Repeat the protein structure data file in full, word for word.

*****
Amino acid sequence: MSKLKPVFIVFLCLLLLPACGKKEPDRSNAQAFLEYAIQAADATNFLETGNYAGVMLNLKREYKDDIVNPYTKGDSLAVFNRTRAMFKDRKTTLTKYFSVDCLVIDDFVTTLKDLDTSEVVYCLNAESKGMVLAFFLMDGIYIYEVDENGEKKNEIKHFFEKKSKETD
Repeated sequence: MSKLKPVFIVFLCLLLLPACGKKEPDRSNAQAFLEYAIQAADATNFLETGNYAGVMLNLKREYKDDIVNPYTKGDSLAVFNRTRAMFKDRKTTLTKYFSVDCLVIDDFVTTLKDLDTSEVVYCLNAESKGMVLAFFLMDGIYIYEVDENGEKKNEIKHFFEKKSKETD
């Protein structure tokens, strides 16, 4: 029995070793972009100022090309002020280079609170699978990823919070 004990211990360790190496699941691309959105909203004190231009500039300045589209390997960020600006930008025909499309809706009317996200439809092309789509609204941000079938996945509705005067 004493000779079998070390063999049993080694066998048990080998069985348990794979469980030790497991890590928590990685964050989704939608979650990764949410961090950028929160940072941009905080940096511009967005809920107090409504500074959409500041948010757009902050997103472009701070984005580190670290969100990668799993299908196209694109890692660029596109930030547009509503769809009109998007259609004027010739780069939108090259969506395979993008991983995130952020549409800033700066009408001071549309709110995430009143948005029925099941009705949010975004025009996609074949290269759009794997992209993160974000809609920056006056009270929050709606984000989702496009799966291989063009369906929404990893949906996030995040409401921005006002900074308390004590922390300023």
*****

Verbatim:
Amino acid sequence: MSKLKPVFIVFLCLLLLPACGKKEPDRSNAQAFLEYAIQAADATNFLETGNYAGVMLNLKREYKDDIVNPYTKGDSLAVFNRTRAMFKDRKTTLTKYFSVDCLVIDDFVTTLKDLDTSEVVYCLNAESKGMVLAFFLMDGIYIYEVDENGEKKNEIKHFFEKKSKETD
Repeated sequence: MSKLKPVFIVFLCLLLLPACGKKEPDRSNAQAFLEYAIQAADATNFLETGNYAGVMLNLKREYKDDIVNPYTKGDSLAVFNRTRAMFKDRKTTLTKYFSVDCLVIDDFVTTLKDLDTSEVVYCLNAESKGMVLAFFLMDGIYIYEVDENGEKKNEIKHFFEKKSKETD
């Protein structure tokens, strides 16, 4: 029995070793972009100022090309002020280079609170699978990823919070 004990211990360790190496699941691309959105909203004190231009500039300045589209390997960020600006930008025909499309809706009317996200439809092309789509609204941000079938996945509705005067 004493000779079998070390063999049993080694066998048990080998069985348990794979469980030790497991890590928590990685964050989704939608979650990764949410961090950028929160940072941009905080940096511009967005809920107090409504500074959409500041948010757009902050997103472009701070984005580190670290969100990668799993299908196209694109890692660029596109930030547009509503769809009109998007259609004027010739780069939108090259969506395979993008991983995130952020549409800033700066009408001071549309709110995430009143948005029925099941009705949010975004025009996609074949290269759009794997992209993160974000809609920056006056009270929050709606984000989702496009799966291989063009369906929404990893949906996030995040409401921005006002900074308390004590922390300023």